If there was racing at Ellis Park, Cowboy was here. That’s how everybody knew him. No need to identify him by his first name, Robert. Or initials, RA And while there are a lot of Joneses, and while there might be a fair number of cowboys at the Pea Patch, there was just one Cowboy with the capital C.
Ellis Park honors a true Tri-State titan with Saturday’s $70,000 RA “Cowboy” Jones Overnight Stakes.
Cowboy Jones died April 25 at the age of 79, leaving legions of fans with countless memories of and affection for the track’s No. 1 personality. Other jockeys have won more races and riding titles than Jones’ three meet championships at Ellis Park. No one comes close as a folk hero.
The Evansville Courier & Press’ headline announcing his death hailed Jones as “Larger than Life,” with sportswriter Gordon Engelhardt calling him “a rock star in stirrups. A legend. A perpetually hard-working throwback” regarded as “one of the most colorful and celebrated jockeys in Ellis Park history.”
“The fabric of Ellis Park is Cowboy Jones,” Ellis racing secretary Dan Bork said in the article.
Jon Court, now the dean of Kentucky riders and a seven-time Ellis Park champion, said he sought advice from Jones after arriving on the circuit in the late 1990s.
“I give him credit for helping me be a leading rider for many years at Ellis Park,” Court said. “He was always loved, will always be remembered and we’ll always have a place in our hearts for Cowboy Jones.”
Jones, who officially began riding in 1959 after spending time at the bush tracks around South Dakota, won at least one race in six different decades and fell short of his attempt to make it a record seventh. For the last part of his career, he’d ride only a few races a meet but was out every morning to get on horses until the stewards made him finally hang up his saddle.
But Cowboy wasn’t finished with the sport he loved. You’d see the longtime Henderson resident out every day that Ellis Park ran, always smiling, talking with fans, reveling in getting his photo taken while wearing a huge cowboy hat and serving as ambassador for the track and racing.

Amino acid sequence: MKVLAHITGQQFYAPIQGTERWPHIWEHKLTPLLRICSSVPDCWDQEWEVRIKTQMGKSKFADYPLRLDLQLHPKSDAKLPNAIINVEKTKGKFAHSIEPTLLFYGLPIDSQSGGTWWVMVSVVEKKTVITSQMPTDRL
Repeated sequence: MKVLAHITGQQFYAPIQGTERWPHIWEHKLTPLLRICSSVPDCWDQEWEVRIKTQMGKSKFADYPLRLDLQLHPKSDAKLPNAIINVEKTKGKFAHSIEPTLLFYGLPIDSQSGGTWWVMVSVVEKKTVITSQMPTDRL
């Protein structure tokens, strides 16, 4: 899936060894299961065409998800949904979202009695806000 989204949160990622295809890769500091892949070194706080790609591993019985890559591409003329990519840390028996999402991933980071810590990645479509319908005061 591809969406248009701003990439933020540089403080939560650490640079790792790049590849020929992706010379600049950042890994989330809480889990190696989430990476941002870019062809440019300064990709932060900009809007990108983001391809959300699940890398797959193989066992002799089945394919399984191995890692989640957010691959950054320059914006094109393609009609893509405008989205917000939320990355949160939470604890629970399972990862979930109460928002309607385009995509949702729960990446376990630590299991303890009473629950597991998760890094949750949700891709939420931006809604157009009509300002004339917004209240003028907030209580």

“He was an icon at Ellis Park and let’s not forget Miles Park,” trainer Rick Hiles, who first met Jones in the 1970s, said in reference to the long-shuttered track in west Louisville where Cowboy was the king. “He was fearless, and he was the kingpin – one of the top riders around. He gave it his all. That was what he loved doing, and he was a character.”
When he was rolling, Cowboy was famous for driving around in a white Cadillac convertible during the summer mornings with the top up, the windows closed tight, the heater at full blast and wearing a rubber suit in order to get down to his riding weight.
“He’d do anything to keep riding, because that’s all he wanted to do,” Hiles said.
Cowboy endured scores of broken bones and was often quoted as saying his injuries shrank his height five inches. Trainer Gary “Red Dog” Hartlage said one of his first memories of Jones came in the 1960s at Toledo’s Raceway Park. Jones walked haltingly into the paddock.
“He was broken down even then off a spill,” Hartlage recalled. “He came out of the jocks’ room with a dog. Someone threw him up on the horse, and he went about his business. He was a tough old bird. Always had a happy face on him, too.
“He was a fixture. Cowboy was Cowboy. He was there every morning. Just good for racing. Everybody liked him. He’d be at the races every day. You go to Ellis Park, Cowboy was there, walking around with his cowboy hat on — and dog, if he wanted to. He was a people’s people.”
Equibase statistics for Jones only go back to 1976, reflecting just the last 38 years of his 55-year riding career, but it’s estimated he won around 1,800 races. He last rode on July 26, 2014 at Ellis Park, finishing fourth in a $4,000 claiming race. He last won a race Sept. 15, 2004 at Turfway Park, taking a $5,000 claiming race by a nose at age 61.
Correction. He won a race as a part-owner of the Bryan Cole-trained $5,000 claimer Matt’s Honey with Dennis O’Keefe’s O’Keefe Circus at Ellis Park on Sept. 1, 2019. The crowd on hand went wild.
“First time I’ve been in the winner’s circle on foot,” Jones said afterwards, adding of Edgar Morales, “I told that jock, ‘I’ve never thrown a jock up on a horse before. I hope I don’t throw you over.’ It was fun. My riding days are probably pretty much being over. I enjoyed talking to the jock before the race. We agreed on everything. I said, ‘She can run, but she hasn’t put forth any effort.’ He rode perfectly to instructions. He couldn’t have rode any better if it had been me on it.”
Moreso than his notable riding achievements, Jones is an Ellis Park icon for being a character, his longevity and his overwhelming popularity. He received the ultimate honor by being immortalized with an Ellis Park bobblehead.
For many years, as his business waned, Jones served as the “room rider” – a jockey paid by the track to stick around through the last race to ensure there would be a rider in case a horse would suddenly need one. Throughout his race-riding career, and well past, he continued to gallop horses in the morning.
Steve Krajcir, a former clerk of scales at Ellis Park and now a jockey’s agent, noted that there long has been a sign in the jocks’ room that proclaims “Home of RA Cowboy Jones.”
Well into his 70s, “he was still wanting to get licensed, and the stewards finally said no more,” Krajcir said. “It was in Cowboy’s heart and in his mind that he wanted to keep riding. Because that’s what Cowboy did: ride races.
“He was definitely a fixture there… I’d like to have a nickel for every time he put one around there on the racetrack in the mornings. He’d get on 10, 15, 20 horses a day — just hustle one after another. He loved it down there at Ellis, and the fans loved him.”